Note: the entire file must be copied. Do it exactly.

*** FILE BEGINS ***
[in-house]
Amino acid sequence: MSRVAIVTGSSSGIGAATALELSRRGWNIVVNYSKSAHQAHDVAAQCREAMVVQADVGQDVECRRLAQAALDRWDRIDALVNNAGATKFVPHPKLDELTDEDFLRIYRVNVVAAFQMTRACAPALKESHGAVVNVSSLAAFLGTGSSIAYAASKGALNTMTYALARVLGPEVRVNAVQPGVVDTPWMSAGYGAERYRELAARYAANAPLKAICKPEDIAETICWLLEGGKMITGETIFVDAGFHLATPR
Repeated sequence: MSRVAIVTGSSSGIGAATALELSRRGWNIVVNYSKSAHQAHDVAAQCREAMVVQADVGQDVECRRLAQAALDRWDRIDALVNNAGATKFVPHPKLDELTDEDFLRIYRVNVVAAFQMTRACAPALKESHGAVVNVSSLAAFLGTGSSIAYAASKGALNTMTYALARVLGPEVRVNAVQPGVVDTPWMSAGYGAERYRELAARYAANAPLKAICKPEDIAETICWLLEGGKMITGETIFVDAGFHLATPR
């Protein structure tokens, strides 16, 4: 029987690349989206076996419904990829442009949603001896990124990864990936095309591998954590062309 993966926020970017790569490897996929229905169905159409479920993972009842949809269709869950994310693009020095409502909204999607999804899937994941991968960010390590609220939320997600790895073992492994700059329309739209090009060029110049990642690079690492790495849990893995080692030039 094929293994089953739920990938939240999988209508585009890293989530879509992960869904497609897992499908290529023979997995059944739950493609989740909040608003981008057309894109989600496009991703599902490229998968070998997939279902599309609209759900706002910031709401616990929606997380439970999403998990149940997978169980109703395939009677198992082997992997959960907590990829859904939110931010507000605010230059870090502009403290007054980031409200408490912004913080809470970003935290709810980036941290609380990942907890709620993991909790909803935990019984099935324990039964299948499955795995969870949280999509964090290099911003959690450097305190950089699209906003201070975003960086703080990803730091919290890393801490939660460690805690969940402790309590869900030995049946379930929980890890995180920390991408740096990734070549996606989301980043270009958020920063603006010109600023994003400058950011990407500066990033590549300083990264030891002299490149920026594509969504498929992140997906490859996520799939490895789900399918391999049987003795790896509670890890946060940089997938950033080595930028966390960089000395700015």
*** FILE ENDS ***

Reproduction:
[in-house]
Amino acid sequence: MSRVAIVTGSSSGIGAATALELSRRGWNIVVNYSKSAHQAHDVAAQCREAMVVQADVGQDVECRRLAQAALDRWDRIDALVNNAGATKFVPHPKLDELTDEDFLRIYRVNVVAAFQMTRACAPALKESHGAVVNVSSLAAFLGTGSSIAYAASKGALNTMTYALARVLGPEVRVNAVQPGVVDTPWMSAGYGAERYRELAARYAANAPLKAICKPEDIAETICWLLEGGKMITGETIFVDAGFHLATPR
Repeated sequence: MSRVAIVTGSSSGIGAATALELSRRGWNIVVNYSKSAHQAHDVAAQCREAMVVQADVGQDVECRRLAQAALDRWDRIDALVNNAGATKFVPHPKLDELTDEDFLRIYRVNVVAAFQMTRACAPALKESHGAVVNVSSLAAFLGTGSSIAYAASKGALNTMTYALARVLGPEVRVNAVQPGVVDTPWMSAGYGAERYRELAARYAANAPLKAICKPEDIAETICWLLEGGKMITGETIFVDAGFHLATPR
């Protein structure tokens, strides 16, 4: 029987690349989206076996419904990829442009949603001896990124990864990936095309591998954590062309 993966926020970017790569490897996929229905169905159409479920993972009842949809269709869950994310693009020095409502909204999607999804899937994941991968960010390590609220939320997600790895073992492994700059329309739209090009060029110049990642690079690492790495849990893995080692030039 094929293994089953739920990938939240999988209508585009890293989530879509992960869904497609897992499908290529023979997995059944739950493609989740909040608003981008057309894109989600496009991703599902490229998968070998997939279902599309609209759900706002910031709401616990929606997380439970999403998990149940997978169980109703395939009677198992082997992997959960907590990829859904939110931010507000605010230059870090502009403290007054980031409200408490912004913080809470970003935290709810980036941290609380990942907890709620993991909790909803935990019984099935324990039964299948499955795995969870949280999509964090290099911003959690450097305190950089699209906003201070975003960086703080990803730091919290890393801490939660460690805690969940402790309590869900030995049946379930929980890890995180920390991408740096990734070549996606989301980043270009958020920063603006010109600023994003400058950011990407500066990033590549300083990264030891002299490149920026594509969504498929992140997906490859996520799939490895789900399918391999049987003795790896509670890890946060940089997938950033080595930028966390960089000395700015």